Rev. Patrick Mahoney, the plaintiff in the suit in Washington federal district court, sought permission for a chalk demonstration in late 2008 to protest against abortion. City police said Mahoney, director of the Christian Defense Coalition, could show up with thousands of supporters. He was allowed to bring signs and banners. But he was prohibited from marking 1600 Pennsylvania Avenue Northwest.

Mahoney sued the city and the Metropolitan Police Department in January 2009 in U.S. District Court for the District of Columbia. He wanted an injunction to block the city from preventing him from writing with chalk on the street. A trial judge rejected the request.

Two days later, the appeals court said, Mahoney took his chalk to the street in front of the White House. Police confronted Mahoney, confiscated the chalk and told him to stop. Mahoney obliged. He was not arrested. Mahoney amended his complaint to add the officer who stopped the chalking.

Judge Janice Rogers Brown wrote the opinion for the appeals panel, which included Kavanaugh and Judge Karen LeCraft Henderson.

The appeals court said the District’s defacement statute is content neutral, banning certain activity—including cutting, chipping, writing and marking—without reference to control of the speaker's message.

Also, the court said the “special nature” of the street in front of the White House—closed to vehicular traffic but open to pedestrians—“serves to heighten esthetic concerns” of the government. “[T]he District’s interest in controlling the esthetic appearance of the street in front of the White House is substantial,” the appeals court said.

The court noted that the District's defacement statute still provided Mahoney other avenues for communication, including signs and banners.

"The District’s threatened use of the defacement statute did not curtail Mahoney’s plans," Brown wrote. "Mahoney was free to announce any “verbal” message he chose. And, Mahoney could depict visual messages on signs, banners, and leaflets. Thus, ample alternative channels of communication existed."

Lawyers for Mahoney were not immediately reached for comment this morning on the appellate court ruling. Carly Gammill of the American Center for Law and Justice argued for Mahoney in the D.C. Circuit in September.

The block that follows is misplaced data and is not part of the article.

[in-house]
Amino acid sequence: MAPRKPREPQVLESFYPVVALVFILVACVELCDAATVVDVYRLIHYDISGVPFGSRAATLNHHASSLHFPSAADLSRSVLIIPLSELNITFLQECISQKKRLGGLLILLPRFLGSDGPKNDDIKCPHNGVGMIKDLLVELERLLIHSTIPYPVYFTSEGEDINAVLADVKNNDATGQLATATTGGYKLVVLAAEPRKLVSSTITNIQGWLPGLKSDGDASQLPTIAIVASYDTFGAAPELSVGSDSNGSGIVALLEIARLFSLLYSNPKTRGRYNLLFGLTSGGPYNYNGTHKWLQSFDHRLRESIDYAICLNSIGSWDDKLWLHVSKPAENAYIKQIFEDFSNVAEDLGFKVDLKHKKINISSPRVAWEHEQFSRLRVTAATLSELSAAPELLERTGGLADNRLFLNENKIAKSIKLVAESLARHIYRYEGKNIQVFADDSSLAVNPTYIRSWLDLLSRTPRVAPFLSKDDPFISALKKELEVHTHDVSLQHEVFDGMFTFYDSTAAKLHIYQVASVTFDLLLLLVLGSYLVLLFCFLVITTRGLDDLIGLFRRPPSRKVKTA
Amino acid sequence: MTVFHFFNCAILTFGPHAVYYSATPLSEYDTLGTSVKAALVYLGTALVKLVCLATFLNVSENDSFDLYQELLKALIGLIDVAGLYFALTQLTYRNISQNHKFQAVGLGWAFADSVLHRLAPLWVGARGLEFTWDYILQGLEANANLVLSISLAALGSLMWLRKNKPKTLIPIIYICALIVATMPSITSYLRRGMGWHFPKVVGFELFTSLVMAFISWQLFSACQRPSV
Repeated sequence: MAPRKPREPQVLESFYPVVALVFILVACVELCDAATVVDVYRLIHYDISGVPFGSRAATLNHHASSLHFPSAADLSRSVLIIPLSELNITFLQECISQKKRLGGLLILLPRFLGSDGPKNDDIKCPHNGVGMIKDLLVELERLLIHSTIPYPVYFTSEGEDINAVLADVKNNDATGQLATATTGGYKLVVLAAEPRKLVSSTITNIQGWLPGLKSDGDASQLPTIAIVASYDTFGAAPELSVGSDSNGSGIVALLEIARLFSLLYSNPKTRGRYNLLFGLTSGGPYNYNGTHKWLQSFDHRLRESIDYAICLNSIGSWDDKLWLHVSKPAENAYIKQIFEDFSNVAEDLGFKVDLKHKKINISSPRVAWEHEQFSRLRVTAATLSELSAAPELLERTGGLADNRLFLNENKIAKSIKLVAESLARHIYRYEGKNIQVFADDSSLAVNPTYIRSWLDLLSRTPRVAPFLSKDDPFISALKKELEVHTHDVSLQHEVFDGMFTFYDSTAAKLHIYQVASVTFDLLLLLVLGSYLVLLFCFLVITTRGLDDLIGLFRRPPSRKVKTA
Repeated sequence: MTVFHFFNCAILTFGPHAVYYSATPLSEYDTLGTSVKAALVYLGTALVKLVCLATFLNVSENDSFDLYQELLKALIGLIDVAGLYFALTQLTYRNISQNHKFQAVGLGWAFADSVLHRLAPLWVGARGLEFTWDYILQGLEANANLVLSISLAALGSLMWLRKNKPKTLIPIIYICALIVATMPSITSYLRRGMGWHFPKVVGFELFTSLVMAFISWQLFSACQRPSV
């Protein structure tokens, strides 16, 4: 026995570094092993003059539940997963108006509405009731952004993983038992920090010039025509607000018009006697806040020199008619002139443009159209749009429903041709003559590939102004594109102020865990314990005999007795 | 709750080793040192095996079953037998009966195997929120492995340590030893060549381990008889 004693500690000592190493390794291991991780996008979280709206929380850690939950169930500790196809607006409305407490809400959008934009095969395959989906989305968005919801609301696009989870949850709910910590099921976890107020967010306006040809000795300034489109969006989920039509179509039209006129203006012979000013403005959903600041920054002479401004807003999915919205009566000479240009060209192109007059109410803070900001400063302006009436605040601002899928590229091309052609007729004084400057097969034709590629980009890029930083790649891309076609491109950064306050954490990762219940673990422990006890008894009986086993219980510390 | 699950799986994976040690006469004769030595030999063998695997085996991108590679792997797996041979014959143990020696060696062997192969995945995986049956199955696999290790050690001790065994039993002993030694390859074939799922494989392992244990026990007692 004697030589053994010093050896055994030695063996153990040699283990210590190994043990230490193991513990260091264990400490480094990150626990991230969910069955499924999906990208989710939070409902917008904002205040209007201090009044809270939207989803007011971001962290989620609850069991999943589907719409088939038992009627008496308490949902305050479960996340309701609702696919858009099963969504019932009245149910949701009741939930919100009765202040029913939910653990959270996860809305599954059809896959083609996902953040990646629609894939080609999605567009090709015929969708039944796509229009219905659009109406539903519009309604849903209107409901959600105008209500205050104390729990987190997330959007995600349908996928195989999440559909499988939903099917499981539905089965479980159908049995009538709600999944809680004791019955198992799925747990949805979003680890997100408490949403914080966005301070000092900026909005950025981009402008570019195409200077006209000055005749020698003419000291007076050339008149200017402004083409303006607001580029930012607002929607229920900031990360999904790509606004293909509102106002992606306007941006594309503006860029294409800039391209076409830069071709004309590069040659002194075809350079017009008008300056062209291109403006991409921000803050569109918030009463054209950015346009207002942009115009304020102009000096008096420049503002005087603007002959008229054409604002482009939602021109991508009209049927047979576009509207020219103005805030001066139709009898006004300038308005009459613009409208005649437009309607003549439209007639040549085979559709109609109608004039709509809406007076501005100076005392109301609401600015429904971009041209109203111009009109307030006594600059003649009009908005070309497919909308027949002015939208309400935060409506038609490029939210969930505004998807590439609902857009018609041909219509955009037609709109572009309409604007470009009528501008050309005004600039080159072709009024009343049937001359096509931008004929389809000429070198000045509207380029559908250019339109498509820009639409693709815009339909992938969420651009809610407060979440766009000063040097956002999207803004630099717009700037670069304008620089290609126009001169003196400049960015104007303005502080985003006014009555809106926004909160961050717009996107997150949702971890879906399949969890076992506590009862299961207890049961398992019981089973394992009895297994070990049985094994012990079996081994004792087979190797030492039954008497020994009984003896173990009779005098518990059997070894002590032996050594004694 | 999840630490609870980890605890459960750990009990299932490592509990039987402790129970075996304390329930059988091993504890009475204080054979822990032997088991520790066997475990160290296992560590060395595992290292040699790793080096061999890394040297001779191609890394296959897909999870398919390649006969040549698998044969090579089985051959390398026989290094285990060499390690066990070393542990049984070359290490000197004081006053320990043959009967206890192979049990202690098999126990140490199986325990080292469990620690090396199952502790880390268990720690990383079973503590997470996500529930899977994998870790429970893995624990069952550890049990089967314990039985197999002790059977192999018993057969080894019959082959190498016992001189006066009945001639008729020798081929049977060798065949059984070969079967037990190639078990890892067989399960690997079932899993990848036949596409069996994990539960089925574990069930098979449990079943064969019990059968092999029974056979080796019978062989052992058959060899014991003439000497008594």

Gammill and James Henderson Sr. of the ACLJ said in court papers that the chalk art demonstration was the only speech activity for which Mahoney sought permission. The city's restriction, then, "prohibited the demonstration in its entirety."

"[W]hatever the storied history and traditions may be that pertain to the street in dispute, Pennsylvania Avenue is nothing other than an archetypical public forum," Mahoney's attorneys said in a brief.

Mahoney's lawyers called the chalk art ban a "peculiar, targeted denial of expression." The attorneys said the District regularly "conducts contests and promotions to entice the public into the public space for the purpose of creating chalk art."

Solidarity with Snowbowl Resisters: ADEQ Protest.

If you knew how many Indigenous people we were imprisoning these days - many far from their homes - you'd know why it's so important to the fight for prison abolition to respect sacred places...their struggle for Indigenous rights, free exercise of religion, and to defend Mother Earth - without being marginalized or branded as eco-terrorists in the process - is also ours. We must stand in solidarity with them before they are imprisoned...

As asked by one defender of the San Francisco Peaks last week: How can the Dine' and other Indigenous peoples be trespassers on their own Holy Land?

Join us in Phoenix on Friday, June 24 at 7:30am to stand in solidarity with Indigenous resistance to the destruction and desecration of the Sacred: Demand that Arizona Department of Environmental Quality Change its Permission Allowing Wastewater to be Used for Snowmaking.




Friday, June 24th 7:30-9AM

Arizona Department of Environmental Quality

1110 West Washington Street

Phoenix, Arizona 85007

On Thursday, June 16th six people were arrested for halting the construction of a water line, which would pump Flagstaff waste-water up to Snowbowl on the sacred San Francisco Peaks.

We’ll be showing up in front of the Arizona Department of Environmental Quality (ADEQ) office to stand in solidarity with those arrested, demand that ADEQ change its permission for allowing wastewater to be used on the San Francisco Peaks, and with all indigenous people who hold the Peaks holy.

ADEQ has never held any meaningful public process when it initially decided to allow wastewater to be used for snowmaking. Whose interests are they serving?

One of the protesters who locked themselves to the excavator on Thursday said “Snowbowl plans to spray millions of gallons of waste water snow, which is filled with cancer causing and other harmful contaminants, as well as clear-cut over 30,000 trees. The Peaks are a pristine and beautiful place, a fragile ecosystem, and home to rare and endangered species of plants and animals.”

Another person who locked down said the “action is not isolated, but part of a continued resistance to human rights violations, to colonialism, to corporate greed, and destruction of Mother Earth.”

Please bring signs, noise makers, water and/or your voice!

Sponsored by Phoenix Anarchist Coalition (PAC) -

For more info check out and